Research Says Allergy Medications Can Fight Multiple Sclerosis
A large focus in research regarding multiple sclerosis is how to protect from inflammation-mediated damage to the myelin sheath that acts as a barrier for the neuronal axons. Therefore, it is important to find effective remyelinating agents.
Recently, one has been discovered in an unexpected form - clemastine fumarate, an over-the-counter antihistamine.
The recent research
Jonah R. Chan, PhD is the vice chief of the Division of Neuroinflammation and Glial Biology and a Debbie and Andy Rachleff Distinguished Professor of Neurology. He is the senior author of the study, and the first to suggest clemastine fumarate, a drug that has been available to treat allergies for over twenty years, might be a method of treatment for multiple sclerosis.
A crossover study was conducted by UC San Francisco scientists that analyzed fifty patients who were experiencing relapsing multiple sclerosis. All patients remained on their preexisting immunomodulatory therapy, but one group was randomly chosen to take clemastine fumarate, while the other was given a placebo for three months, followed by two months of treatment. Both the researchers and patients were unaware throughout the duration of the study of which group had the placebo and which was actively taking the drug. Even after the switch, neither was aware. This form of control was especially effective, increasing the study's statistical relevance and power.
Chan explains the initial reaction to the study: "People thought we were absolutely crazy to launch this trial, because they thought that only in newly diagnosed cases could a drug like this be effective - intuitively, if myelin damage is new, the chance of repair is strong. In the patients in our trial the disease had gone on for years, but we still saw strong evidence of repair."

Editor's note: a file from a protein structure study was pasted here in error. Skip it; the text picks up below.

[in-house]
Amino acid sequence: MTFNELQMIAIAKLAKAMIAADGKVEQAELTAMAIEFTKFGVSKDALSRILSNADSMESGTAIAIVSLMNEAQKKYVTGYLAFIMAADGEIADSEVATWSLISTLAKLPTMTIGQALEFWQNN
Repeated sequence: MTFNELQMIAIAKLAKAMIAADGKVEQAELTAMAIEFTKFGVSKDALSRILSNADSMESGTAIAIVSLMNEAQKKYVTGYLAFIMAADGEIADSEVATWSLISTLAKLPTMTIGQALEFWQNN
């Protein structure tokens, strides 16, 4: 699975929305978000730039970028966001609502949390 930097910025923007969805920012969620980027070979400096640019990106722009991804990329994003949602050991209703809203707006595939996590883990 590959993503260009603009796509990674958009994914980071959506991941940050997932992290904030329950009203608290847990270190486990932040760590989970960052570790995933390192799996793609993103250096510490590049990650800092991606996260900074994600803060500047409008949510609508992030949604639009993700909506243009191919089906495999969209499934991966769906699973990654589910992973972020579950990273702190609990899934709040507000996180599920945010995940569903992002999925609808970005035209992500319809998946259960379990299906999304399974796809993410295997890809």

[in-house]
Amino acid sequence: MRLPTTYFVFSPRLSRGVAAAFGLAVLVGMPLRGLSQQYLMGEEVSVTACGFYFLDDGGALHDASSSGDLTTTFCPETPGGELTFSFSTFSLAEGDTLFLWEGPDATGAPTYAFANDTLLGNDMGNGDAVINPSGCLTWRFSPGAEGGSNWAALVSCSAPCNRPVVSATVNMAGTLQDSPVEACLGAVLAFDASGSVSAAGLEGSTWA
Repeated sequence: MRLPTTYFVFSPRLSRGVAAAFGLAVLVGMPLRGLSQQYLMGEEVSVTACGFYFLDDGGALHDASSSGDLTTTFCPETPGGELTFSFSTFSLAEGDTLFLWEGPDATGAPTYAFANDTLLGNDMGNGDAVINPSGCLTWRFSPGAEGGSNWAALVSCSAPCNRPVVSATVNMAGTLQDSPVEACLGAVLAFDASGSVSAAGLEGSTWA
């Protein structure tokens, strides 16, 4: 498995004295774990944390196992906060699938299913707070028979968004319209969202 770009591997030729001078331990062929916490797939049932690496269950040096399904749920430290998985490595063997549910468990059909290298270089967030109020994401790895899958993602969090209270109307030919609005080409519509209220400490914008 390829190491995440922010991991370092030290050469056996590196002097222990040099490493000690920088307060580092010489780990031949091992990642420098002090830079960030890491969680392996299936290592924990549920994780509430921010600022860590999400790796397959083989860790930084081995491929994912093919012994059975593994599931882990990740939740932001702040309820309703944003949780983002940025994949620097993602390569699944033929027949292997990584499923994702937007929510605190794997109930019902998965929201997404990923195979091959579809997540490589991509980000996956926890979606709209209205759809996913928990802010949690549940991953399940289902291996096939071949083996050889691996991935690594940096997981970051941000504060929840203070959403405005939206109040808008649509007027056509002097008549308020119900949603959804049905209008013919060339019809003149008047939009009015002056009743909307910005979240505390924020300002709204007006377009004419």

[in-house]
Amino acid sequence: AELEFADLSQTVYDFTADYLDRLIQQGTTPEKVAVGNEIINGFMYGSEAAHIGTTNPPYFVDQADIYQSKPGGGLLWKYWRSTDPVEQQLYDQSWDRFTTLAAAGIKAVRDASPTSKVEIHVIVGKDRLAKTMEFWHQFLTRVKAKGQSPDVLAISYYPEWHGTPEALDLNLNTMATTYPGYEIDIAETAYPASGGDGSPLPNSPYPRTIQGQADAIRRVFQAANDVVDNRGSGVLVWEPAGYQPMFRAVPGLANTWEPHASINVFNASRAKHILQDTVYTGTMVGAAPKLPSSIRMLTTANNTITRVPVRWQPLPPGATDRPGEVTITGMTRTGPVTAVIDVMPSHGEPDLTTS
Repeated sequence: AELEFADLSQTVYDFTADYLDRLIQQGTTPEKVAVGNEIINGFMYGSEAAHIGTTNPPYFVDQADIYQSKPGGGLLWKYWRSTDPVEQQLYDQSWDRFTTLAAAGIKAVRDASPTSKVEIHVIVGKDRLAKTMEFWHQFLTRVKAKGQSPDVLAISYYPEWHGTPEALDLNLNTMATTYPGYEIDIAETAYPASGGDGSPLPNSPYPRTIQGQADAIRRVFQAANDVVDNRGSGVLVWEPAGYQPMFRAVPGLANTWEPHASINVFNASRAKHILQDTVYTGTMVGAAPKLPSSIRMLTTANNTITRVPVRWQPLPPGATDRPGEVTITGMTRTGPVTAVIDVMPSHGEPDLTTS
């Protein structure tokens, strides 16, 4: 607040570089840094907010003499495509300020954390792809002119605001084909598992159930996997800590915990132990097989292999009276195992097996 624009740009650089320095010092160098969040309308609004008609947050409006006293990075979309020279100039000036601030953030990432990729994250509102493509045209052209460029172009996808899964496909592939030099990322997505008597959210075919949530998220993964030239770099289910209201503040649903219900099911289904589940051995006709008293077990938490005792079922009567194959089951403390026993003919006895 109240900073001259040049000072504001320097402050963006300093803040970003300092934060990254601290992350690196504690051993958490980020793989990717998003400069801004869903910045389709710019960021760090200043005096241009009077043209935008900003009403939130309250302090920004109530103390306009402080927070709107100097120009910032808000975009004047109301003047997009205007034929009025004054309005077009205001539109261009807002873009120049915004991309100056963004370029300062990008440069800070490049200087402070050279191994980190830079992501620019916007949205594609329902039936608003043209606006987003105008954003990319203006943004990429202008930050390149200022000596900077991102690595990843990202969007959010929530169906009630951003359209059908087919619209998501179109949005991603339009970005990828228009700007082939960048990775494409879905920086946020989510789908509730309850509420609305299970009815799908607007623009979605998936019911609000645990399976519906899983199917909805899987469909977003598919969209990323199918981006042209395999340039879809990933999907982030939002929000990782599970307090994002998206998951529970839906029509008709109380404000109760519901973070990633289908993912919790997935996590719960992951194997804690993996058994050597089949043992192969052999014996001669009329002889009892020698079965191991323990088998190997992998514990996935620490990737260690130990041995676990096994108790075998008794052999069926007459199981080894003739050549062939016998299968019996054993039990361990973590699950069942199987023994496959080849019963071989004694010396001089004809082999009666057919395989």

For more information, the results of the Phase II trial have been published in The Lancet, and are available online. The study was supported generously by the Rachleff family.
Importance of myelin
Myelin acts as a catalyst to electrical signals in the nervous system, making its strength instrumental in the health of those with the condition. MS affects around 2.5 million people internationally, and occurs when one's immune system assaults myelin, which is many layers of fatty membrane that sits surrounding nerve fibers.
Myelin damage tends to progress throughout patients' experiences with the disease, which results in neurons losing their transmission capabilities regarding electrical signals. This directly affects the patient by harming vision, balance, strength, mobility, and coordination.
The study showed profound results
The researchers showed that clemastine fumarate offers the first-ever proven drug-induced myelin repair in multiple sclerosis - or any chronic neurodegenerative condition for that matter.
Other treatments have attempted to protect the immune system from the progression of the destruction, but have not been able to actively repair the myelin. Restoring nervous system function impacts those with multiple sclerosis tremendously, and should offer relief to many.
Read on to learn more about these surprisingly positive results, and what they mean for the future of multiple sclerosis care and clinical research.